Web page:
Before Jenna was even born, I knew that I wanted to breastfeed. I won’t go into all my reasons here – that’s another post all together – but when we learned about the extent of all of her intestinal issues and her problems with feeding, I immediately assumed that my hopes for breastfeeding were dashed. I’m so thankful I asked and that we had fantastic doctors and nurses who were encouraging and accommodating. I learned that I could express (i.e., pump) breast milk that would be used through her feeding pump so that she could still get all the nutritional advantages I wanted to offer her through breastfeeding even though she wouldn’t get it directly from me. I began pumping immediately so that she could get the benefits of colostrum, and it wasn’t long before my milk production was far exceeding her rate of feeding. I carefully labeled and froze everything I expressed, and the nursing staff worked with me to use the “older” milk first, so that nothing was being wasted.
As Jenna got stronger, the NICU nursing staff worked with me to try to get Jenna to breastfeed directly. Unfortunately, we just never got a good latch, and several medical issues along the way made this pretty much impossible. I was so thankful that we were still able to offer the breastmilk through the feeding pump. As a result of our careful organization and freezing system, we were able to feed Jenna breastmilk for almost 6 months. As my milk supply began dwindling, we simply supplemented the breastmilk with formula as necessary. Eventually, we rolled over to full formula feedings, but I’m so glad that she received breastmilk for her first six months.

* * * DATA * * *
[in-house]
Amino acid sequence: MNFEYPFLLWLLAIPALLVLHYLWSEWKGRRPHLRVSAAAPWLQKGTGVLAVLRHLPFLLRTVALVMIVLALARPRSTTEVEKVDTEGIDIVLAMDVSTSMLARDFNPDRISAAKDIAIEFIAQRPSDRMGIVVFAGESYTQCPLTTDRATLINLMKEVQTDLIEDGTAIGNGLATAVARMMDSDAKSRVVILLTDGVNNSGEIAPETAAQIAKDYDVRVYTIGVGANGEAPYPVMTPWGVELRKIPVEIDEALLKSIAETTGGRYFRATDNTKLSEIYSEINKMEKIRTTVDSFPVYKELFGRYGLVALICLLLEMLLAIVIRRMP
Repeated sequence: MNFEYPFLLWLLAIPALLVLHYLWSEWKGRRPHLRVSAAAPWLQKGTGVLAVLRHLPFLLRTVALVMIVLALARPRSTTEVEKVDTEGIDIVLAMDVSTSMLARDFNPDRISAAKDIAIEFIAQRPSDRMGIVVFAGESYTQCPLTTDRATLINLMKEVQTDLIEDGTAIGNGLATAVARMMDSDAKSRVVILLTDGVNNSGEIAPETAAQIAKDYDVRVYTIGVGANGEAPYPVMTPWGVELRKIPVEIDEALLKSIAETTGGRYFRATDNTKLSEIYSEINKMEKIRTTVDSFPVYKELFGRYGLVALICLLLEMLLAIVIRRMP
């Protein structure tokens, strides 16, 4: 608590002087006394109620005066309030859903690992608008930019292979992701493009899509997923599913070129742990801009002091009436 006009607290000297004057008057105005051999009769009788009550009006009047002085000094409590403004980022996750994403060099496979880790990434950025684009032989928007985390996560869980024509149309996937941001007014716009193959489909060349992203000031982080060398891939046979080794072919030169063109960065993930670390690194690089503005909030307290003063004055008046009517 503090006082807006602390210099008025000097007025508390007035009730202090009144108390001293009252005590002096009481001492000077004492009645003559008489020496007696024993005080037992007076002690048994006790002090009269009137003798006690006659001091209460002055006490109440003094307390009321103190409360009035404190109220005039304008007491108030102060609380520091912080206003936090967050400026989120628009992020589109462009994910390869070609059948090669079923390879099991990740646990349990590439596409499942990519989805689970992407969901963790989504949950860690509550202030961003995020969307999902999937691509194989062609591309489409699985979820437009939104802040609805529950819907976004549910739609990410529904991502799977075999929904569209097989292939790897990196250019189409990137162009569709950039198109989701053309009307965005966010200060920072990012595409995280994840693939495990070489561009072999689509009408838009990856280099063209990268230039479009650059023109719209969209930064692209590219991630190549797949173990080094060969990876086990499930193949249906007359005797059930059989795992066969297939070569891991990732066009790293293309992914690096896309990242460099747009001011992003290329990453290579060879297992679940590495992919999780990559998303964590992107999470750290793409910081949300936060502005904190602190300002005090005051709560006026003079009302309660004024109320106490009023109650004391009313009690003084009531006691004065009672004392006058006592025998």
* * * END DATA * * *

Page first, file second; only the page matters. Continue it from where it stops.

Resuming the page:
Even though I was never able to directly hold and breastfeed her, I never felt that our bonding experience was lacking. I spent every day in the NICU with her, holding her as much as I could. I talked to her, sang to her, read books to her and sometimes just snuggled quietly. I actually think that, as a result of the fact that she was in the NICU for three months, I spent MORE time snuggling and bonding with her than I probably would have if we were at home. Every morning I left all the stuff (that was piling up like crazy) at home, and focused on her for the day at the hospital. If I had been home, I’m pretty certain I would have been more distracted by house responsibilities and other life things. Not only do I feel like Jenna and I have a phenomenal bond and healthy attachment, but I think that her daddy had more of chance to build the same sort of bonding and attachment, because her feedings were administered by syringe or pump and didn’t require my physical presence.
Whether you choose breastfeeding or formula is an important personal decision, but if you’re discovering that your child requires a feeding pump and think that this means breastfeeding is not possible, I would encourage you to talk with your doctor about the subject and make your decisions from there.